Even if you’ve worked with it for years — on screen or on paper — you will always be in a learning mode when it comes to color. It was about 15 years after I had completed my basic and advanced color theory courses that I first became aware of a visual principle known as the Bezold Effect. Now, this perception is part of seeing things. We encounter this and other visual effects every waking hour. It’s in defining the many principles and elements of design that we can begin to work with them effectively.
What is the Bezold Effect?
The premise behind the Bezold Effect is similar to Josef Albers‘ color relativity principle, which describes how our perception of a color is affected by its surrounding colors. The Bezold Effect is similar, in that it also is a visual perception. Albers described it in his book, The Interaction of Color:
There is a special kind of optical mixture, the Bezold Effect, named after its discoverer, Wilhelm von Bezold (1837–1907). He recognized this effect when searching for a method through which he could change the color combinations of his rug designs entirely by adding or changing 1 color only. Apparently, there is so far no clear recognition of the optical-perceptual conditions involved.
In fact, Albers’ theory of color relativity can be considered an expansion on the Bezold Effect principle. And Albers’ colleague, Johannes Itten, reframed the principle in identifying simultaneous contrast.
The Behold Effect is simply the fact that the substitution of a single color causes every other color in the design to shift in relationships. Changing just one color in a design changes the entire design in composition, personality, spatial perception and weight. When one color is changed, relationships between all colors in the design are altered. It is important to understand that the color relationships do not change evenly. Some colors will appear slightly lighter, or slightly darker, while others will appear significantly darker or lighter, or more saturated, or desaturated.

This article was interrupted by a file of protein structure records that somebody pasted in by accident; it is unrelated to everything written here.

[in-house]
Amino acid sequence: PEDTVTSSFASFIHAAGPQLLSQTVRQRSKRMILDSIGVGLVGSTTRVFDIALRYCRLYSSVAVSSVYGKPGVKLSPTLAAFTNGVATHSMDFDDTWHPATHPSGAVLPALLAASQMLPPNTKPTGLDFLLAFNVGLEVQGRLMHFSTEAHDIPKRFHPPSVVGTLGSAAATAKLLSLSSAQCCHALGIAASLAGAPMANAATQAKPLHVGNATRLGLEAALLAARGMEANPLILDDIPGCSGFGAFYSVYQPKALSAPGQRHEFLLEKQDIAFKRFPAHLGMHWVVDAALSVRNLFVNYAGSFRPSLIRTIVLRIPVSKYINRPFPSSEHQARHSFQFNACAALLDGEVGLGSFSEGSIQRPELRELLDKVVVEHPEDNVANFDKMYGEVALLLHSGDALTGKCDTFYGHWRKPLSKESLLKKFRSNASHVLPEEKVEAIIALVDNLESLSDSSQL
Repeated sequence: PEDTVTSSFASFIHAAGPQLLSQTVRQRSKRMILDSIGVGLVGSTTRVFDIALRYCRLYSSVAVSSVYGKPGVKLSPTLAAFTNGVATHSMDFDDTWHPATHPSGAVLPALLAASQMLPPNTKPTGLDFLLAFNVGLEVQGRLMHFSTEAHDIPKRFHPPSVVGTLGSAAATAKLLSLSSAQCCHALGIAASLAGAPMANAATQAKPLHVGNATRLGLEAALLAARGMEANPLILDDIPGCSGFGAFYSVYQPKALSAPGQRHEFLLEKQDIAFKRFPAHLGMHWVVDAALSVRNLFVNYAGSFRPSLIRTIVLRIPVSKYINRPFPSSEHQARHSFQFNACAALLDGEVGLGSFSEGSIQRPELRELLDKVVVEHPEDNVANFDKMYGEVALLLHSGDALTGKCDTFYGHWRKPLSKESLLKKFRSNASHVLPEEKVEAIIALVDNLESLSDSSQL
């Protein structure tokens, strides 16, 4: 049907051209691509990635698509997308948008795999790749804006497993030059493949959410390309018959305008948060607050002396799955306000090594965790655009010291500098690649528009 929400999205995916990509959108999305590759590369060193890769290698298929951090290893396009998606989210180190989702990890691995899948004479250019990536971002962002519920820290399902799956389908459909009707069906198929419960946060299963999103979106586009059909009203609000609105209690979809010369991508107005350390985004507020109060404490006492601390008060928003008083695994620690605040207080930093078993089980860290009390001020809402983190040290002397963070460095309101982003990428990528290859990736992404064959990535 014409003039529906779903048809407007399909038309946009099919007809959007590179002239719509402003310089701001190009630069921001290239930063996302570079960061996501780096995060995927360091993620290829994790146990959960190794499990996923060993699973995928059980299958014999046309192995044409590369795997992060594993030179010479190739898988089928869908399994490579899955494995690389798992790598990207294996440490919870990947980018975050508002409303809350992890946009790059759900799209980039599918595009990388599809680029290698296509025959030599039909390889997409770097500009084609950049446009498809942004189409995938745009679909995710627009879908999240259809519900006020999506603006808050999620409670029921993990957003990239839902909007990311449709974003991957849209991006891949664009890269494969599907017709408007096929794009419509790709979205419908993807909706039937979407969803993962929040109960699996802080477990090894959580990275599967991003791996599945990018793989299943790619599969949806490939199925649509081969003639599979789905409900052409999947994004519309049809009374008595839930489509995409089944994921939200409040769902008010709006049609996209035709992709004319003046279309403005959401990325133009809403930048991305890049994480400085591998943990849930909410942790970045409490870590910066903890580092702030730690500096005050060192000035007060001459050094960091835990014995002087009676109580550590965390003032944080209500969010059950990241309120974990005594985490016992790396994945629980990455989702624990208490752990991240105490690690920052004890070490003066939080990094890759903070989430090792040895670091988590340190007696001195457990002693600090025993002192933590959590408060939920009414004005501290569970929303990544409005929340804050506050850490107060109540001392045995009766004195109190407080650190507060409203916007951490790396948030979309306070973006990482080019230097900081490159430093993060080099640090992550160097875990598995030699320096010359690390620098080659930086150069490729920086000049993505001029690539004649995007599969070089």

Here is an example of this change by one of my students. The warm yellow in the left design has been changed to a brown (a mixture of red and green). The only change made was the color change. So let’s take a look at how the design differs due to the color change. Meet Pattern A and Pattern B:
Intensity: Pattern A has a more obvious spatial depth. The saturated yellow is thrown forward by the olive green background. The desaturated blue also advances toward us, and competes for our attention with the yellow.
Value: In Pattern A, the blue and the yellow are about equal in value (the same degree of lightness), so both colors advance to the same degree in front of the dark background. In Pattern B, the brown is not much lighter in value than the olive background, and so sits in front of the background but does not come forward very far. The blue shapes come forward on their own because they are much lighter than the other 2 colors in the design. The first color we see is the blue.
Pattern B is overall darker than A, and therefore feels heavier.
Scale: The yellow shapes in Pattern A appear larger than the brown shapes in Pattern B. The yellow is lighter than the brown, and reflects more light. The brown, being darker, absorbs more light and its shapes appear smaller.
Energy: Pattern A is more active because of the saturation and values which advance toward us. Pattern B is passive in comparison. There are no saturated colors. The brown floats, but does not dance like the yellow in A.
Color dynamics: Green is the most stable of all the hues, sitting mid-ground and neither advancing nor receding. So green in most of its expressions is a static color, and helps to stabilize a design.
Simultaneous contrast: Notice also that the blue shapes in both designs have a violet twinge to them. This is due to the simultaneous contrast effect of the olive green. Red is the complement of green. The after-image of green is red. So in the presence of green, colors will take on a redness.
How can you use the Bezold Effect in art and design?
Unless you are designing patterns specifically, you may never create direct variations such as the examples above. But you will design to communicate a mood, to create hierarchy, to create deep, flat and layered space, and to create variations on a theme, such as you see in a line of related product packaging. The idea is to exploit the Bezold Effect to get the desired effect:
If you want a lot of energy in a design, do some color substitutions until you achieve the amount of activity you want.
If you want to balance large areas of dark, heavy colors, use a small amount of bright and light color.
If you want to focus attention on particular element in your design, use a contrasting color that also contrasts in value and in saturation.
Further Reading (these are books, not web sites)
Josef Albers, The Interaction of Color, Yale University Press, New Haven., CT: 1963.
Johannes Itten, The Art of Color, Van Nostrand Reinhold, New York, NY: 1973
James Trilling, The Language of Ornament. Thames & Hudson, New York, NY: 2001.
Owen Jones, The Grammar of Ornament, Studio Editions, London, England: 1986.